Hong Kong’s harbor has been criss-crossed by the Star Ferry since 1888. Many of its 12 snub-nosed, twin-deck boats date back to the 1950s, a clinging to old ways that is welcome in a city famous for continually reinventing itself.
One of my teenage memories is of being stranded on Hong Kong island without any money and asking half a dozen people for the Star Ferry fare before one kind stranger gave me the HK 10 cents I needed. A return now costs close to HK$2.50 (about 30 US cents), but that’s still quite a bargain – and still feels like an adventure.
Loading and unloading is as slick as you might expect in this efficient city, where 70,000 people make the crossing every day. The bang as the seatbacks of the worn iron and wood benches are flipped by boarding passengers to face the direction of travel is one of the most evocative sounds of this Asian wonderland
The view of Hong Kong island may be better up top in first class, but I always take the lower deck, where people-watching offers its own fascinations. The only problem is that the crossing is too short, especially as reclamation narrows the harbor every year.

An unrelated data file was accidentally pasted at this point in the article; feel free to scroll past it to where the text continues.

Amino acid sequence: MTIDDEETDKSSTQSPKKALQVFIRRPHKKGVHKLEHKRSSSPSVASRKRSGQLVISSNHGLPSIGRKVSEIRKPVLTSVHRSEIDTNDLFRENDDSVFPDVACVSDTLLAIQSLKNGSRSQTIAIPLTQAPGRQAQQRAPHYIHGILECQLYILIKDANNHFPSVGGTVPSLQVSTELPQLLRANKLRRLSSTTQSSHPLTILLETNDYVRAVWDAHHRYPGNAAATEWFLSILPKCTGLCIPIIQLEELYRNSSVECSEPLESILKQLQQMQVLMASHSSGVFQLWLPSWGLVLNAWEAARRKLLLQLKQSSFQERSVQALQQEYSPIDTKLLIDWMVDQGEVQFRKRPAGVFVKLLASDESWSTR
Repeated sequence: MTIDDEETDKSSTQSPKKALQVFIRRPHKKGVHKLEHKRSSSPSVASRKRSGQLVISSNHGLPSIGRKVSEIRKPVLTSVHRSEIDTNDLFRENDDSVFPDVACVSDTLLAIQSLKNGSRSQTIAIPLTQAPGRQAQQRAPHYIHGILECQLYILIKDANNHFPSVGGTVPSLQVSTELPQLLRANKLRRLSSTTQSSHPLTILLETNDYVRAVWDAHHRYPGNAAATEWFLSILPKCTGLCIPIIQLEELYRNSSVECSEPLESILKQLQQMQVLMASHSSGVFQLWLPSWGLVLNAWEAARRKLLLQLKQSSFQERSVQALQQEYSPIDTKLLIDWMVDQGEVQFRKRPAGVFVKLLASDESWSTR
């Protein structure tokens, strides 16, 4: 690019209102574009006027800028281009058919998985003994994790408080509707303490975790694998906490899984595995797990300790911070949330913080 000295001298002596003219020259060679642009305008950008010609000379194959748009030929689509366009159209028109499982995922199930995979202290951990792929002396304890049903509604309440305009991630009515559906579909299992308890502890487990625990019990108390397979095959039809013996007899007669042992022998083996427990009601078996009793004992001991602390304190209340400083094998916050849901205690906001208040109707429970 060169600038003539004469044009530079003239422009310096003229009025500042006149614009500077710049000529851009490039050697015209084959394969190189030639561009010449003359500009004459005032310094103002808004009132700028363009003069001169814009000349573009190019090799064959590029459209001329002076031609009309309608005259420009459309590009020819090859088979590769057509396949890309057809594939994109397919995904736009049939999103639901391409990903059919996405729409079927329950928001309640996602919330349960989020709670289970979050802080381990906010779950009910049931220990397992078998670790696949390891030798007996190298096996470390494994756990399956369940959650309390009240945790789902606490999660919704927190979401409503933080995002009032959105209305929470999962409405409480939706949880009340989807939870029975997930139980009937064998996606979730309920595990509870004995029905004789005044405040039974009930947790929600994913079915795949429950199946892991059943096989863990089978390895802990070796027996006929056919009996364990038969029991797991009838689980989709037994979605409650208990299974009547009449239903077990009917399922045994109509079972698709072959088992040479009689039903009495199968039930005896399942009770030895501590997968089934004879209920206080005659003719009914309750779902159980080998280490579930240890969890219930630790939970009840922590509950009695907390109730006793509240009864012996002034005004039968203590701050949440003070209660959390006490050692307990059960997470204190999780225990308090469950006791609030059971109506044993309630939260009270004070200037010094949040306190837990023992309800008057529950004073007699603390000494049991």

In this age of container shipping, the harbor is not as busy as it once was but it’s still filled with craft of all sizes – from tiny wooden fishing boats to shining silver mega-yachts. The ferry plows its way through with the single-mindedness of a boat whose only mission is to get across the harbor and back as quickly as possible.
Eight minutes after I board in Kowloon, docking releases a pent-up flood of impatient locals, followed by a tail-end of visitors, as I land on Victoria’s skyscraper-lined waterfront. A river of people flows away into shops, offices and homes, while the ferry casts off behind us for another one of its hopefully endless voyages of adventure.